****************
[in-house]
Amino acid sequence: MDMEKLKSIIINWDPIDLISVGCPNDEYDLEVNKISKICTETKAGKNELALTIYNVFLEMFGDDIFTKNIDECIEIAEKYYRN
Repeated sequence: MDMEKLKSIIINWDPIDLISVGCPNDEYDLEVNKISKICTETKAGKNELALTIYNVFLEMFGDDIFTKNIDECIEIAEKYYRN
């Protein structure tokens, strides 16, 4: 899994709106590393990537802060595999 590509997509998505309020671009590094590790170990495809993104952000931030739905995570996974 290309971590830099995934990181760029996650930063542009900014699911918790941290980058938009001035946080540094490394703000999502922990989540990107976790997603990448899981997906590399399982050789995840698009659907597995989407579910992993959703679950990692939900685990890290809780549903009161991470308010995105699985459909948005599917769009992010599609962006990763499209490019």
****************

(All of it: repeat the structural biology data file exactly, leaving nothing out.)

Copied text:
[in-house]
Amino acid sequence: MDMEKLKSIIINWDPIDLISVGCPNDEYDLEVNKISKICTETKAGKNELALTIYNVFLEMFGDDIFTKNIDECIEIAEKYYRN
Repeated sequence: MDMEKLKSIIINWDPIDLISVGCPNDEYDLEVNKISKICTETKAGKNELALTIYNVFLEMFGDDIFTKNIDECIEIAEKYYRN
């Protein structure tokens, strides 16, 4: 899994709106590393990537802060595999 590509997509998505309020671009590094590790170990495809993104952000931030739905995570996974 290309971590830099995934990181760029996650930063542009900014699911918790941290980058938009001035946080540094490394703000999502922990989540990107976790997603990448899981997906590399399982050789995840698009659907597995989407579910992993959703679950990692939900685990890290809780549903009161991470308010995105699985459909948005599917769009992010599609962006990763499209490019």